At this stage we are expecting to hear the testimony of the Chiefs in this series of disasters – Lawrence Duprey, Ewart Williams, Carl Hiralal, Robert Mayers, Ram Ramesh, Faris Al-Rawi, Amjad Ali, Anthony Rahael, Andre Monteil. I am very concerned that we are now seeing what appears to be a detrimental development in terms of complete transparency.
I was encouraged to read the DPP’s statement that
“I remain mindful of competing public interest factors including the fair trial rights of potential defendants, the freedom of the press and the requirement of open justice.”
This is definitely an aspect which needs our most intense scrutiny.
The former CLICO CEO
I have read his material and he takes a completely opposite view to me as to what has happened here.
My own view is that the CL Financial group was able to use its track-record of huge political donations and other links to obtain full State support on favourable turns when the inevitable crisis emerged. The CLF group was able to use its links to take advantage of the State. Dziadyk’s view is that the State used the crisis to take advantage of the CLF group in general and the CLICO policyholders in particular.
I cannot see any way that we could both be right. The critical point is that only the publication of the audited, consolidated accounts and other details I have been pursuing will allow us to see the truth of this matter.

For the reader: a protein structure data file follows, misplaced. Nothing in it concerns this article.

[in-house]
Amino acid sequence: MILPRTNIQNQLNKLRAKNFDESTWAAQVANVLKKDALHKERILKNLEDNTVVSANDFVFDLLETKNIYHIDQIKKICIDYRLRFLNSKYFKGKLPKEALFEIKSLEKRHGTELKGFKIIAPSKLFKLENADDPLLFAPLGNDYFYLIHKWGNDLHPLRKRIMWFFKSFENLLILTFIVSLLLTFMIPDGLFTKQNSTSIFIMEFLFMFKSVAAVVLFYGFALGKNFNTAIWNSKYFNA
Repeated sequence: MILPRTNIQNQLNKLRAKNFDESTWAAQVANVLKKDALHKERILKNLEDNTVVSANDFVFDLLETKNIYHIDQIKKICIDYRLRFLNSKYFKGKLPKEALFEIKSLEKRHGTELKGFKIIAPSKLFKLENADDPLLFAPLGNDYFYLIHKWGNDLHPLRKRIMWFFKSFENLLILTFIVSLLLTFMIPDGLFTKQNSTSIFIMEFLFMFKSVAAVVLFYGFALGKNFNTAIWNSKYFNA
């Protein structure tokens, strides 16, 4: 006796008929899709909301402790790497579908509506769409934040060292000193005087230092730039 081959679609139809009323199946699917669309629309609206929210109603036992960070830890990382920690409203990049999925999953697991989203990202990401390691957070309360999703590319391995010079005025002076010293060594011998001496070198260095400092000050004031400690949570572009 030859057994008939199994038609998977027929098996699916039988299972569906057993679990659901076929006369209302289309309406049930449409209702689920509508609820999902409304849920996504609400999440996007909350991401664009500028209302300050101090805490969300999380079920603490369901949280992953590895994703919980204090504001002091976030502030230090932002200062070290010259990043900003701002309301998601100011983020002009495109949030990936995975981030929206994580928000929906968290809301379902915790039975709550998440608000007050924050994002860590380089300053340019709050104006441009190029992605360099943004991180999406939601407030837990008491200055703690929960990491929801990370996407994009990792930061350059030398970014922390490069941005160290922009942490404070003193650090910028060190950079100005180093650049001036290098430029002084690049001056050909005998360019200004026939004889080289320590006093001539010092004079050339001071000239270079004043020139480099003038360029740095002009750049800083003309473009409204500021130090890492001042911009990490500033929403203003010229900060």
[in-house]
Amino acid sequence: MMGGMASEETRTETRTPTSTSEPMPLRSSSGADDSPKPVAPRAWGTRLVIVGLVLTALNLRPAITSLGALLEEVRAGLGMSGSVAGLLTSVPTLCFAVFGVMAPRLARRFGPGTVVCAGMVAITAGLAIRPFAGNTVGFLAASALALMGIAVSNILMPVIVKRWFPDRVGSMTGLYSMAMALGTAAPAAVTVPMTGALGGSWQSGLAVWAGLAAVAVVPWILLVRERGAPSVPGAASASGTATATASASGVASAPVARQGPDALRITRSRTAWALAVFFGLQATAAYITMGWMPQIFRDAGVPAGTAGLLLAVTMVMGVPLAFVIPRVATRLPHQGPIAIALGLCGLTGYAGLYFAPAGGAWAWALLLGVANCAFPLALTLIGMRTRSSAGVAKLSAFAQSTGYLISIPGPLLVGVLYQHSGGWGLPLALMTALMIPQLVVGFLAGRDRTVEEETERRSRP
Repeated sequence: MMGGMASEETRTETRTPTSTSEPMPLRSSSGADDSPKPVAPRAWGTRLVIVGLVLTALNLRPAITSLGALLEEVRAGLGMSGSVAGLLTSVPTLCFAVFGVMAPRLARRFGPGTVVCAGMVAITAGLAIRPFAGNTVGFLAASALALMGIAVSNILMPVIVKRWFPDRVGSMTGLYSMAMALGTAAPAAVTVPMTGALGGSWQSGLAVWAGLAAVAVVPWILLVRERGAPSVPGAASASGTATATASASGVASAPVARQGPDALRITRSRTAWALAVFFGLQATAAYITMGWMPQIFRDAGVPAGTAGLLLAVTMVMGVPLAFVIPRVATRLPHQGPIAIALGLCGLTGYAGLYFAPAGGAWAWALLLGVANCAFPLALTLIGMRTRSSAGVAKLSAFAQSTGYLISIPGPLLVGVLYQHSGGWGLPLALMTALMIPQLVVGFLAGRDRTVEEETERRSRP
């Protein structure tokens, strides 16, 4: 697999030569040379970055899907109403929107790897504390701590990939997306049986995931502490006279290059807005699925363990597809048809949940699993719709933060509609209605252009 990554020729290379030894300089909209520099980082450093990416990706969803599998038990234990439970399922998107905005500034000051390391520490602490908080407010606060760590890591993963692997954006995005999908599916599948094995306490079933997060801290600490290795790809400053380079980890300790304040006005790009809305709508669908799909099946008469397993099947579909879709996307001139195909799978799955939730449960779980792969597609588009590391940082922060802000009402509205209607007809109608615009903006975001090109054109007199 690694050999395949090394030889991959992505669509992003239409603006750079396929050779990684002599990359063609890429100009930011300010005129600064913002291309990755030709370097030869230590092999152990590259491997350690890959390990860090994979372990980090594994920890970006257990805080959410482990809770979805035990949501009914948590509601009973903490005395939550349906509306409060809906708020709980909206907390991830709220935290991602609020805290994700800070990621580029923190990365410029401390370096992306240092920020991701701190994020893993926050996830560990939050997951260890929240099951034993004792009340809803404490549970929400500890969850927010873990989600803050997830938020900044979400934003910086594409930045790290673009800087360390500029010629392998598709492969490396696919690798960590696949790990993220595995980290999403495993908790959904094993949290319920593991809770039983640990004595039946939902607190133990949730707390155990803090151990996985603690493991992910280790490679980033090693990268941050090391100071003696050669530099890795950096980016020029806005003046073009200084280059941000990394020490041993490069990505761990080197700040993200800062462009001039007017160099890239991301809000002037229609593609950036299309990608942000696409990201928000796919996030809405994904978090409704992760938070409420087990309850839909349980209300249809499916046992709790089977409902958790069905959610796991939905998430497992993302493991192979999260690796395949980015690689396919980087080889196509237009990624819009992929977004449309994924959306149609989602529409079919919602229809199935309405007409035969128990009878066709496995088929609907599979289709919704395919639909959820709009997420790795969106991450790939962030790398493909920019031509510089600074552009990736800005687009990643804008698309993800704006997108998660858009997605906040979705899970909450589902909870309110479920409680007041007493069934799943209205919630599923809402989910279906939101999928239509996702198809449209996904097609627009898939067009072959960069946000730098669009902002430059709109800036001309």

But the fact that Dziadyk is a trained actuary, who was at the centre of the scene for so long, makes his testimony invaluable for the insights it will allow the Colman Commission. I was therefore very surprised to read that he is not going to be called as a witness.
Readers who are interested in having the testimony of Gene Dziadyk form part of the Colman Commission to state their support for that to happen – the Secretary to the Enquiry is Judith Gonzales and her email address is email@example.com.
These kinds of issues are exactly the ones on which the public input of Seenath Jairam, SC is sorely missed. Having decided to take the Ministry of Finance brief and later deciding to return it, any of Jairam’s subsequent public utterances will be coloured by those decisions.
That is the point I was making in the previous column on the sacrifices which leadership demands.
“Blind man’s buff [or Blind man's bluff] is played in a spacious area, such as outdoors or in a large room, in which one player, designated as “It”, is blindfolded and gropes around attempting to touch the other players without being able to see them, while the other players scatter and try to avoid the person who is “it”, hiding in plain sight and sometimes teasing them to make them change direction.”
Wikipedia contributors, “Blind Man’s buff.” Wikipedia, The Free Encyclopedia, http://en.wikipedia.org/wiki/Blind_man%27s_buff (Accessed October 7, 2012)
In this rounds, we, The Public, are ‘it’…you see?
The entire ‘section 34 fiasco’ is churning in my mind, so I am calling it the Plot to Pervert Parliament.
The way in which the country, its significant institutions and its legislature have been misled for the benefit of political financiers has given me pause. The entire episode is truly revolting, even for those of us who have little faith in our political rulers.